Seven Habits of Highly Effective People has proven to be an International best seller and has sold over 10 million copies world wide, the immense popularity of the literature has turned it into a bible for business managers, individuals in relationships and students getting themselves through university or college. The publication by Stephen R Covey had so much of valuable material that my habit of highlighting or underlining significant verses has tuned my book into a colourful array of green, blue and pink highlighters.
I can go on and on with the endless compliments that this piece of work deserves but the fact of the matter is that I have been assigned a difficult task of summarising and justifying Stephen Covey’s marvel in less than two thousand words. So without wasting any more words, here goes:
Habit 1: Be Proactive In the words of Stephen Covey, “Our behaviour is a function of our decision and not our conditions. ” What the author means is that our behaviour and actions should be dictated by our own decisions and not by circumstances.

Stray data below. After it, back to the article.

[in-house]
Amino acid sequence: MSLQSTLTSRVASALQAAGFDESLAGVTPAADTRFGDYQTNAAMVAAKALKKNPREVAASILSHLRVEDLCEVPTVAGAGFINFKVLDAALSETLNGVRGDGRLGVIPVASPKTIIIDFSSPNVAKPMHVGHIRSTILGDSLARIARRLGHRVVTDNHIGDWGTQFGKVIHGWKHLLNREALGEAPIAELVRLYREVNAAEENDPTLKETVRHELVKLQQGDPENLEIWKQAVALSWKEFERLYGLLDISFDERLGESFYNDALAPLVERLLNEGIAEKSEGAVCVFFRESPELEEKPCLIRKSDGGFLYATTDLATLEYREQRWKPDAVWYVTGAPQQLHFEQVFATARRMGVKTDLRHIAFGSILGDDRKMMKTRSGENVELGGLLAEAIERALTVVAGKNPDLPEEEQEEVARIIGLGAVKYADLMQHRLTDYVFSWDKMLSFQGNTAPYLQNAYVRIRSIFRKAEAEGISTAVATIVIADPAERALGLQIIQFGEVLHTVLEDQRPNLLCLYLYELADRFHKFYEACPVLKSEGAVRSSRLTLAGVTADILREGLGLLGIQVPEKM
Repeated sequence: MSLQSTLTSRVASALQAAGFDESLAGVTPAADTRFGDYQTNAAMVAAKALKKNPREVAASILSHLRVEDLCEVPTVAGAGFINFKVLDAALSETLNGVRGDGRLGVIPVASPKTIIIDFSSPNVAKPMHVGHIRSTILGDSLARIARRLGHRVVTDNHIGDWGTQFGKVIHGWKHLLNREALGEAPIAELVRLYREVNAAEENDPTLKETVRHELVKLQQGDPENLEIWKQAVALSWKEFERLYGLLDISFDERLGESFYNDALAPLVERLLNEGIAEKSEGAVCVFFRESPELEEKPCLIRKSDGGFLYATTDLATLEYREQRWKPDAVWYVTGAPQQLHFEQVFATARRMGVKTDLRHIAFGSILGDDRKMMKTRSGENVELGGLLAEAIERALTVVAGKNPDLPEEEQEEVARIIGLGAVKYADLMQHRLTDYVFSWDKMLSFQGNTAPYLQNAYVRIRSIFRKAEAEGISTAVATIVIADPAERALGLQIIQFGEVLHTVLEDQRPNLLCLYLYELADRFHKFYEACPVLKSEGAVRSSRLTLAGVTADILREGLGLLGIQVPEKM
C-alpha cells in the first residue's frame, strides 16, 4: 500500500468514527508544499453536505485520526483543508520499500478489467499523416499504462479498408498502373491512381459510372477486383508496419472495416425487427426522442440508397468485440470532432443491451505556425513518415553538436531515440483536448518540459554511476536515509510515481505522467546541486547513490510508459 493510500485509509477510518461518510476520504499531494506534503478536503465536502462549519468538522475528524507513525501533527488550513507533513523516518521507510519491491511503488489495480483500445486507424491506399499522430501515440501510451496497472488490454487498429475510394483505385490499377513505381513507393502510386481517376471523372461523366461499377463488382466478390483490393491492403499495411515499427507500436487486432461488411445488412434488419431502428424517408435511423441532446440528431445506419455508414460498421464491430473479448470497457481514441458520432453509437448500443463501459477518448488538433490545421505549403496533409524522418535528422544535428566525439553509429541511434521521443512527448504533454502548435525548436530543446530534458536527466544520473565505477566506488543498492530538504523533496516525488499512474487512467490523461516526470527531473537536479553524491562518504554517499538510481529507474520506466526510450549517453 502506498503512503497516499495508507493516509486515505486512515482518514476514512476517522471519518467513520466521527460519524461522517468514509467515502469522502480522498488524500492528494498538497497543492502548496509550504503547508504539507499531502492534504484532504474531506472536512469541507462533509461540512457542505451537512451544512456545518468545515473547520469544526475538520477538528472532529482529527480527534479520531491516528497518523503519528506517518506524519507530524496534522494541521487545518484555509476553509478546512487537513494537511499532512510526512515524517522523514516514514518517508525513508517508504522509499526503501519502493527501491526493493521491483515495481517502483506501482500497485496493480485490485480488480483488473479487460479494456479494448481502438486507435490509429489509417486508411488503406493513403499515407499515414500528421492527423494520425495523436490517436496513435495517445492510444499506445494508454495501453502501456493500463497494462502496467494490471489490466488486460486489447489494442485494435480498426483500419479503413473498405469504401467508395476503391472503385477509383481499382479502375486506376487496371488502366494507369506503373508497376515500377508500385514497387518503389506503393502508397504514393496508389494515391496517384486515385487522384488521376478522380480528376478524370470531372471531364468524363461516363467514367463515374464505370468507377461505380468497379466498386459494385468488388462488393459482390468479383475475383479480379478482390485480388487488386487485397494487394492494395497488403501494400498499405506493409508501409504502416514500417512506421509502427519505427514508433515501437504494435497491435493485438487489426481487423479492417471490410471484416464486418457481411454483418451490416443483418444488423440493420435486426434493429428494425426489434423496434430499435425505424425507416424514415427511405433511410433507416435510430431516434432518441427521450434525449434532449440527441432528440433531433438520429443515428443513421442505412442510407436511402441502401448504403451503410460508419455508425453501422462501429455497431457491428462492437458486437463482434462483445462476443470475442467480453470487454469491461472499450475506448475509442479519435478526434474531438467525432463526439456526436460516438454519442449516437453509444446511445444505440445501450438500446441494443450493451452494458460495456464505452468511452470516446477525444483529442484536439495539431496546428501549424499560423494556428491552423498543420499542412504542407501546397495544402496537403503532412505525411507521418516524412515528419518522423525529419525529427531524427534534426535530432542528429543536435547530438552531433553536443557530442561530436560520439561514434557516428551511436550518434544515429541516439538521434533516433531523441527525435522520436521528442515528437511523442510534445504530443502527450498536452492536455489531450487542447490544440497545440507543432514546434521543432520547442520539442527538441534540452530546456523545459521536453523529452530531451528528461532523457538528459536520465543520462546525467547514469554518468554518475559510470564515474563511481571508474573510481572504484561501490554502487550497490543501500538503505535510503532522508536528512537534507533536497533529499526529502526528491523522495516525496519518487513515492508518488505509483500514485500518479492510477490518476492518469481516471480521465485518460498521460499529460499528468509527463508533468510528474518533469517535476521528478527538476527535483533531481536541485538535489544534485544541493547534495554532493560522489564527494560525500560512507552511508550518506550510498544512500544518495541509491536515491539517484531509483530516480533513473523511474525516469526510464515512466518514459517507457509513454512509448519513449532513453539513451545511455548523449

The book also mentions the circle of concern and influence of individuals. A circle of concern for an individual includes a wide range of problems that a person might have whereas a circle of influence includes all the concerns that the individual has a degree of control over. Proactive people tend to focus on their circle of influence whereas reactive individuals tend to operate the other way round, limiting their scope of the circle of influence. In a nutshell proactive people seize the opportunities, are solutions to problems and tend to write their own destiny.
Related Examples: Stephen Covey’s Sacramento incident with the helpless nurse who had the misfortune of working with an unthankful, inconsiderate and rude man, somehow reminded me of my early years at school, when I used to stutter while talking. I was the hapless nurse and my classmates were the rude supervisor who would pounce at making fun of me with every stammer in my speech. Although I had not read Mr. Covey’s book at that time, but it was my father who helped me get rid of my stammer.
I started talking out loud to myself, read newspapers standing in front of the mirror and used to practice words I had difficulty with, over and over again. This was me adopting a proactive attitude, I decided to stop being miserable about the circumstances and it was time to bring a change in myself. Barack Obama the 44th and current president of the USA on the other hand is a proven model of proactive behaviour. Obama has managed to do what no other ‘black man’ could have accomplished in a country that has discrimination so deeply rooted in its society.